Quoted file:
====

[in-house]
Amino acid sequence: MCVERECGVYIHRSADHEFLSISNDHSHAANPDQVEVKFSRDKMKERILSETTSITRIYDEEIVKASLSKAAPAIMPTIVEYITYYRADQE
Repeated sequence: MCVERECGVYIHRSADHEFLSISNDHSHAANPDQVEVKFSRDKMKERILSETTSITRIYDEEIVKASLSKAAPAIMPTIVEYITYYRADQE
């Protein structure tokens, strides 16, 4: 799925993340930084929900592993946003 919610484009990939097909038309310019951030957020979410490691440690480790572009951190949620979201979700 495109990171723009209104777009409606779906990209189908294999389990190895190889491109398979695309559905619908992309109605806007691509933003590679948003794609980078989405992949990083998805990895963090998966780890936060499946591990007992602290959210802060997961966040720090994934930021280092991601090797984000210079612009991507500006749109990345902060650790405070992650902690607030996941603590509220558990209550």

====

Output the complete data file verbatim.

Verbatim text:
[in-house]
Amino acid sequence: MCVERECGVYIHRSADHEFLSISNDHSHAANPDQVEVKFSRDKMKERILSETTSITRIYDEEIVKASLSKAAPAIMPTIVEYITYYRADQE
Repeated sequence: MCVERECGVYIHRSADHEFLSISNDHSHAANPDQVEVKFSRDKMKERILSETTSITRIYDEEIVKASLSKAAPAIMPTIVEYITYYRADQE
């Protein structure tokens, strides 16, 4: 799925993340930084929900592993946003 919610484009990939097909038309310019951030957020979410490691440690480790572009951190949620979201979700 495109990171723009209104777009409606779906990209189908294999389990190895190889491109398979695309559905619908992309109605806007691509933003590679948003794609980078989405992949990083998805990895963090998966780890936060499946591990007992602290959210802060997961966040720090994934930021280092991601090797984000210079612009991507500006749109990345902060650790405070992650902690607030996941603590509220558990209550």